We next tested if the loss of PD-1H could affect the conversion of iTreg cells in vitro. Naïve CD4+CD25CD62Lhi cells were purified from WT and PD-1H KO spleen cells, and stimulated with anti-CD3/CD28 in the presence of TGF-β. The frequency of Foxp3+ iTreg cells that were differentiated from WT naive T cells were significantly higher than that from the KO naive T cells (Fig. 2C). Taken together, we conclude that PD-1H is required for de novo differentiation of iTreg.

To further test if PD-1H loss affects iTreg function, iTreg cells from WT or PD-1H KO Foxp3 (GFP) mice were induced in vitro as described above and purified by sorting. Teff were generated by anti-CD3 stimulation of purified CD4+CD25CD62Lhi naïve T cells. WT or KO iTreg cells were co-cultured with effector cells at the indicated Treg/Teff ratios in the presence of irradiated spleen cells, as antigen-presenting cells plus soluble anti-CD3 for 3 days. Teff were CFSE-labelled before co-culture and decreased CFSE dilutions were used as an indication of Treg suppression. As shown in Fig. 2D and E, iTreg cells from both WT and KO mice suppressed proliferation of Teff with comparable activity. Consistent with these findings, we did not find significant differences in the expression of activation markers CD25, GITR, Lag-3, CTLA-4, ICOS, or PD-1 in WT vs. KO iTreg (Fig. 2F). Therefore, PD-1H does not affect the suppressive function of iTreg despite its effect on the differentiation of iTreg.

Finally, we tested the effect of a PD-1H agonistic mAb mam82 on iTreg expansion30. Naïve T cells were sorted from WT Foxp3 (GFP) knock-in mice and subsequently stimulated with anti-CD3/CD28 in the presence of TGF-β. Induction of GFP+CD25+ iTreg cells was measured upon stimulation. Inclusion of mam82 slightly increased Foxp3+CD25+ iTreg expansion, albeit the effect appeared moderate (Supplementary Fig. S5A and B). This moderate effect, however, may be due to a rapid loss of cell surface PD-1H on T cells in vitro 35. Collectively, our data indicate that PD-1H is required for the generation of iTreg from naïve T cells, but does not affect their suppressive functions.

PD-1H regulates iTreg differentiation via cytokines

Previously, we showed that activated PD-1H KO CD4 T cells in vitro produced higher levels of IFN-γ and IL-17 than WT T cells26. Furthermore, co-transfer of naïve T cells from WT and KO mice into lymphopenic mice results in decreased Foxp3+ T cells and increased IFNγ+ and IL-17+ cells in KO versus WT T cells (Supplementary Fig. S2). Therefore, cytokines may modulate the differentiation of iTreg cells in the absence of PD-1H. To test this, purified CD4+ T cells were first stimulated with anti-CD3/CD28 and cultured supernatants were collected for cytokine detection. Consistent with our previous findings, activated KO CD4+ T cells produced higher levels of IFN-γ and IL-17 compared with WT CD4+ T cells (Fig. 3A). In the presence of TGF-β, production of these cytokines was further increased, while there was no change in TNF-α (data not shown). In addition, PD-1H KO CD4+ T cells produced more IL-4 with or without TGF-β (Fig. 3A). Because these cytokines are produced by different subsets of CD4+ T cells, our findings support PD-1H as a pan inhibitor of T helper cells.

Figure 3
Figure 3

Effect of the cytokine milieu on the PD-1H-mediated defects on the conversion of iTreg cells. (A) Cytokine profile in the induction of iTreg cells in the absence of PD-1H. Naïve T cells were induced to iTreg in vitro as described above and the cultured supernatants were collected at day 4 to determine cytokine levels by mouse Th1/TH2/Th17 CBA kits. (B) Neutralizing mAb to IFN-γ and IL4 were added to the culture at the beginning of the culture to induce iTreg cells from WT or PD-1H KO naïve T cells in vitro. CD25+Foxp3+ cells were assessed 3–5 days after the culture. The presented results were from a pair of mice. (C) Histogram presentation of the data from (B) are from a group of 5 mice. Data shown are representative of at least 3 independent experiments.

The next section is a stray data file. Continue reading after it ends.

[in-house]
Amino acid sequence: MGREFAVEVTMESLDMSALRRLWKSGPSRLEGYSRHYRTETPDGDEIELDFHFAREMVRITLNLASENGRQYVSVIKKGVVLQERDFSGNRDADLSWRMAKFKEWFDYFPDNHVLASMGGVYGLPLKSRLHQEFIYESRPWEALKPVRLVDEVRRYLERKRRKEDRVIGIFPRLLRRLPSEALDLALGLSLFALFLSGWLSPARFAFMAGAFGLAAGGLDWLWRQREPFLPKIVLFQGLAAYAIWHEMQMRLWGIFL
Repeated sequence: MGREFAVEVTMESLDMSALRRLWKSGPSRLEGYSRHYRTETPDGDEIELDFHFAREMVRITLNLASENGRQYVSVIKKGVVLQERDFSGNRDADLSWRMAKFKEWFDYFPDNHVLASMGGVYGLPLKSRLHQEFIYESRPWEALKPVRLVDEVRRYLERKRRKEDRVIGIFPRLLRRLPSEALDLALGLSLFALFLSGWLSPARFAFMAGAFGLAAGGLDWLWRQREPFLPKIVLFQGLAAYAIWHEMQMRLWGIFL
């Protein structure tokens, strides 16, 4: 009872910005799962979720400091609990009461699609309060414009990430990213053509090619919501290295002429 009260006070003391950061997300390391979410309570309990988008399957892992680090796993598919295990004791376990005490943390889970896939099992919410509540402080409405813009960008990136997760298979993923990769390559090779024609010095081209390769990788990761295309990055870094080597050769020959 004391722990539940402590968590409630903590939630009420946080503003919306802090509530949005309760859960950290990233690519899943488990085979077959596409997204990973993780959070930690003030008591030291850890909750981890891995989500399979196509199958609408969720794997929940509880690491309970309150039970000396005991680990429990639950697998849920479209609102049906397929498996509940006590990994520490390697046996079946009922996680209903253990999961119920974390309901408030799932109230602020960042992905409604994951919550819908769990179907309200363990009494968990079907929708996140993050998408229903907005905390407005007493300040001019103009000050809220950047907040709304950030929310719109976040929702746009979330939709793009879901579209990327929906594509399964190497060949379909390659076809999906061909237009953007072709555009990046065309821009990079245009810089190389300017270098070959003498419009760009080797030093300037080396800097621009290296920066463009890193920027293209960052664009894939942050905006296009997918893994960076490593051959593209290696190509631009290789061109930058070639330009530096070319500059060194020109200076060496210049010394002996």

Neutralizing mAb to IL-4 and/or IFN-γ were added to the cultures to exploit the effect of these cytokines in the induction of iTreg cells. Neutralizing either IL-4 or IFN-γ partially restores differentiation of PD-1H KO iTreg cells compared to WT control, while inclusion of both mAbs restores the majority of the activity. As the controls, IFN-γ/IL-4 neutralizing mAbs, either used alone or in combination, could also enhance iTreg differentiation (Fig. 3B and C). These findings indicate that impaired iTreg differentiation in the absence of PD-1H is due, at least in part, to altered cytokine production by T cells.

Loss of PD-1H facilitates the conversion of iTreg to Th17 in an inflammatory environment

Next, we determined whether PD-1H has a direct effect on already differentiated iTreg cells. A murine experimental autoimmune encephalomyelitis (EAE) model was used to test the stability of Foxp3+ iTreg cells. Briefly, WT or PD-1H KO Foxp3 (GFP+) iTreg cells were generated as described above and sorted by flow cytometry based on GFP positivity (>97% Foxp3+, Supplementary Fig. S6A). Foxp3 (GFP+) CD45.2+ iTreg cells at a concentration of 1 × 106/mouse were transferred intravenously into CD45.1+ B6 mice before immunization, where the number of transferred WT iTreg is not sufficient to prevent EAE progression. Mice were then immunized with myelin basic protein to induce EAE, as previously described. In this setting, transfer of WT iTreg slightly delayed the onset of disease compared with the control. However, the transfer of PD-1H KO iTreg cells led to more serious disease, as indicated by clinical score, although no significant difference was found during the peak of disease (Fig. 4A). Interestingly, H&E staining of the spines in EAE mice showed only minor differences of lymphocyte infiltration between KO Treg-transferred mice and WT Treg-transferred mice (data not shown). Then, we analysed the stability of Foxp3 expression in transferred Treg cells during disease progression. Compared with iTreg from WT mice, the Foxp3 frequency (GFP+) of KO iTreg was reduced by more than 50% in both spleen and dLN (Fig. 4B and C). Besides, the absolute number of KO Foxp3+ cells in the dLN was significantly lower compared with WT Foxp3+ cells in the dLN, although the numbers of Foxp3+ T cells in the spleen were comparable (Fig. 4C). Thus, our results suggest a role for PD-1H in the maintenance of iTreg phenotype and function.